The Myths of the “Social Media Bubble” and “Echo Chamber”

Let’s play a game from our childhood: What’s wrong with this picture? Many would like you think that currently,the world looks like the picture above. Now, obviously it can’t look exactly like this. No one posts or tweets only to themselves.

But you’ve probably heard that the Left are in one bubble and the Right in the other bubble, and a firewall keeps everyone out, except for the Russian hackers. That’s what this is about, right? The media spins a narrative of nefarious forces sending the bait of “fake news” into the Left bubble (and only the Left-side bubble) to hook voters and lure them to the dark side.

I’m increasingly convinced that the terms “social media bubble” and “echo chamber” were coined to discourage people from using social media to spread their ideas. Why would I be motivated to even write this article if it were only to be read by people who agree with me?

So let me lay out my case that neither of these terms describe reality. Most easily dismissed is “echo chamber”. The idea is that you supposedly only tweet or post to people you agree with and they all come and validate your opinion telling you how right you are, echoing your opinion back to you.

Balderdash! I dare one Twitter user to prove to me that is their experience. It’s a myth! Rarely does conversation remain free of dissenting opinions.

Additionally, when you send out tweets, good ones, they will get re-tweeted — presumably re-tweeted to someone who does not have the exact set of followers as you. That’s a ripple, not an echo. Some parts of the ripple get bounced back. Some move further along before meeting resistance.

3-D Venn Diagrams — Made of Bubbles!

Now for the “Bubble”. Imagine you’re in a bubble made up of all you follow on Twitter or Facebook. You are in the middle; the accounts that mirror your beliefs most closely (and no one does precisely, do they?) are closest to the center of that sphere.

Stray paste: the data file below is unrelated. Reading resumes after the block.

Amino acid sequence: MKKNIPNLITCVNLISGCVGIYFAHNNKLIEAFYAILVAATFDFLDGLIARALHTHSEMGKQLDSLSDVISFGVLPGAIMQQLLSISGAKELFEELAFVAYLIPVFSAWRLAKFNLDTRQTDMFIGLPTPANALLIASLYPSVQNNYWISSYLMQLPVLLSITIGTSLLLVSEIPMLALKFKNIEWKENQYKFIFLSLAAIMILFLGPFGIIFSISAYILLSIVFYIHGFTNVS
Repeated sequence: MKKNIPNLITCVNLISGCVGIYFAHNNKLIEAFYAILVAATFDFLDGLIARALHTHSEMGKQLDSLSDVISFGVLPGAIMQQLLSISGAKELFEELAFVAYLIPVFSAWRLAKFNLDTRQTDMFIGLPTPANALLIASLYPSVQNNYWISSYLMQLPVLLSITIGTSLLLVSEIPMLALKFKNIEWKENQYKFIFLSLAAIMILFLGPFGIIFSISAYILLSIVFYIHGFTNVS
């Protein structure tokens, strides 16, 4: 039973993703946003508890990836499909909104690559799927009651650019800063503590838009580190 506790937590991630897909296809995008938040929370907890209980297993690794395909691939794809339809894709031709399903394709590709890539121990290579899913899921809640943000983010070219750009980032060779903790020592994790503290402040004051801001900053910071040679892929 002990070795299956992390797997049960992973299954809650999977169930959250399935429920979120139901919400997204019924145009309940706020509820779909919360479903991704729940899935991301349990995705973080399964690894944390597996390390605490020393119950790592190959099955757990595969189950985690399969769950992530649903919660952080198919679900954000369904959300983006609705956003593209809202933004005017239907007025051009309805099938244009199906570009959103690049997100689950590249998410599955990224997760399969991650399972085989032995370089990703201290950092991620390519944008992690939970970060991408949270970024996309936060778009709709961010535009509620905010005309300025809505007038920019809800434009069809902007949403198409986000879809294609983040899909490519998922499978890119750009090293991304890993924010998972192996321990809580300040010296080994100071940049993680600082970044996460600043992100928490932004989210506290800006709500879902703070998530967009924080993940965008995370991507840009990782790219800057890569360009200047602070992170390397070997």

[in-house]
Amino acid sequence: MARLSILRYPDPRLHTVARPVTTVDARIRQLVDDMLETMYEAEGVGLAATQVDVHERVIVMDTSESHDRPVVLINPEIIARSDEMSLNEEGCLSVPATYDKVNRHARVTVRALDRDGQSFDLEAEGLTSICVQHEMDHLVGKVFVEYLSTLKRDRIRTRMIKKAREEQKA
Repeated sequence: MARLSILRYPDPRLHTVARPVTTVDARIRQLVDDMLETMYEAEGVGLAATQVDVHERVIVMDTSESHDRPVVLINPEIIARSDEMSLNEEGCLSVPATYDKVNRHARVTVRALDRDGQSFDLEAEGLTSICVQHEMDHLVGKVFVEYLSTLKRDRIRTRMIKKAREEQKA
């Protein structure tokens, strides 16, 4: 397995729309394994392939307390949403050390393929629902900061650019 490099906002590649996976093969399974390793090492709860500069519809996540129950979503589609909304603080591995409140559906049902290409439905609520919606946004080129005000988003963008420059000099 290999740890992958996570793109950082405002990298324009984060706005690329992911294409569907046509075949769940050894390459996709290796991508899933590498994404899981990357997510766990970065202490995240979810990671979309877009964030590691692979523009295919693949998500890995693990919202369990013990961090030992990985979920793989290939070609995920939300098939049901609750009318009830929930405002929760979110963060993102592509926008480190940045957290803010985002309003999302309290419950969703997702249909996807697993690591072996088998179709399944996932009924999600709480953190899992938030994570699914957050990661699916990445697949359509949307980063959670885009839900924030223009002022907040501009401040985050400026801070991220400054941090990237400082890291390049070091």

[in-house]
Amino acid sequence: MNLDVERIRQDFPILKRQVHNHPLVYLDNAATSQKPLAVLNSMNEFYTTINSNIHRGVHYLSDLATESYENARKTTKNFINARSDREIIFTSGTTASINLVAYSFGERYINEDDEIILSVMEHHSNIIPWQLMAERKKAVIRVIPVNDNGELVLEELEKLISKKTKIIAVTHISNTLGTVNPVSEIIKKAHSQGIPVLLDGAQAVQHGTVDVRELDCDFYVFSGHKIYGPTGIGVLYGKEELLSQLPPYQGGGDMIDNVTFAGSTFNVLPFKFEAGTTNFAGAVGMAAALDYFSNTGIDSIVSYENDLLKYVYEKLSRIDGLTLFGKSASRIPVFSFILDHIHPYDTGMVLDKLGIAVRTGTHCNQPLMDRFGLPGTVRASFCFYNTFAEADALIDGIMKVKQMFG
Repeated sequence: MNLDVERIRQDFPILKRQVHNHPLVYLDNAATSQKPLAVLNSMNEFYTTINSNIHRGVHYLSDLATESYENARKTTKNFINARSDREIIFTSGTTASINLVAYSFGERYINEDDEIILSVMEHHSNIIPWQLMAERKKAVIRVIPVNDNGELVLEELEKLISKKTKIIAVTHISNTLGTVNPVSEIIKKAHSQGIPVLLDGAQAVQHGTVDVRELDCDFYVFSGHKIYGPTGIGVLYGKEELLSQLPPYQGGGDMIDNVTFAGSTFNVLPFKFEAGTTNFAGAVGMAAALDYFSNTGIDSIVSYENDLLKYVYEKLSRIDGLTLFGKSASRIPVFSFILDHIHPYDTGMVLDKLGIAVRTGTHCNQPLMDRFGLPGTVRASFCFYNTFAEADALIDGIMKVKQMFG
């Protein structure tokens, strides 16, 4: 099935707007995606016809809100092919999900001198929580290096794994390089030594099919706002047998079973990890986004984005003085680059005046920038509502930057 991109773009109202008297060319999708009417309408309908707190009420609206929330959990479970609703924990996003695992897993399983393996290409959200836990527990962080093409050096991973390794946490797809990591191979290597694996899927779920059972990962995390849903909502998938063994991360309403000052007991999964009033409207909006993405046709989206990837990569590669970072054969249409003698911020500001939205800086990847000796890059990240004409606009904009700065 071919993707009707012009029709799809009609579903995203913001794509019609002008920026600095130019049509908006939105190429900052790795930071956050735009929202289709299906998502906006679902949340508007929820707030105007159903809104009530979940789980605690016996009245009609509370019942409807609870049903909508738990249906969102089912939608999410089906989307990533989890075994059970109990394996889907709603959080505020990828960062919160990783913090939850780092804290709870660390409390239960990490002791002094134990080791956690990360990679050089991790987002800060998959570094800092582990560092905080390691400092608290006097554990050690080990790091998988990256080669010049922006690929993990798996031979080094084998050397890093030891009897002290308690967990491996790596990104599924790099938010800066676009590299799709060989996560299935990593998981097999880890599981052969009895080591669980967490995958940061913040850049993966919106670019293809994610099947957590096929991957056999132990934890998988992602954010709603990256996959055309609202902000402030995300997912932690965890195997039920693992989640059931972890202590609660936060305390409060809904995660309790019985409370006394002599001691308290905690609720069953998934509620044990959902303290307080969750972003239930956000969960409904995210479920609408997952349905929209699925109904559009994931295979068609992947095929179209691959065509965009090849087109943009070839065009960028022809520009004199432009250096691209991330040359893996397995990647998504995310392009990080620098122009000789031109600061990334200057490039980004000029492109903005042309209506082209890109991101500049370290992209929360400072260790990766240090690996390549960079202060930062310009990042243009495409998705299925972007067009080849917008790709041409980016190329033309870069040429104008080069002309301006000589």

Then imagine the people that you follow holding the fewest beliefs in common on the outside of that circle — “on the bubble”. Now realize that we all have our own unique “bubble” of followed accounts and none of them are the same — they intersect in multiple ways.

The people you follow that have about 50/50 in common with you are going to have people on the outside of their bubble that fall even further away from you on the ideological spectrum. Now consider all the re-tweets that may come your way via all these intersections. Not to mention, every time you view a trending hashtag, you meet all stripes. (Please tell me that’s a safe term. Is that racist against zebras?)

Most of us follow from the following categories:

  1. Those we totally agree with (a very small club if it exists at all)
  2. Those mostly agree with (For me that’s people like Dinesh D’Souza, Ben Shapiro, Steven Crowder.)
  3. Those who are about 50/50 and we follow because they’re interesting and sometimes funny. (For me, that’s people like @iowahawkeyeblog, Roger Stone, Alan Dershowitz.)
  4. Those we mostly disagree with but are an expert in a field in which we’re interested (For me, that’s Richard Dawkins, Dan Carlin-Hardcore History, and
  5. Those we completely disagree with that we follow for kicks and to re-tweet with our comments. (The obvious ones: Nancy Pelosi, Bernie Sanders, George Soros.)

These categories probably describe most of our followed list, to varying degrees, and if we’re smart, we also include things like.

  • Some of our kids’ idols so we keep up with what might be in their feed.
  • Some local news stations from around the country because stories get their first and don’t always make it to the national news.
  • If you have kids heading to college, follow some campus newspapers to get a clue of what they might be in for.
  • Follow your representatives in State and US Congress! This is a must.

All that said, how can there possibly be a bubble in which I’m contained that keeps me completely “safe” from ever hearing a reasonable dissenting opinion. Just last night I read a wonderful National Review article that shifted me a bit, I have to say. And “shifting” describes what’s been happening all over the country and continues to happen.

Millions of voters in 2016 did not jump completely from one “bubble” to another “bubble”. When we go through a change of mind, sometimes it’s a “red pill moment”. But those red-pillers will probably tell you that there were micro-shifts along the way and something just finally brought them to a tipping point.

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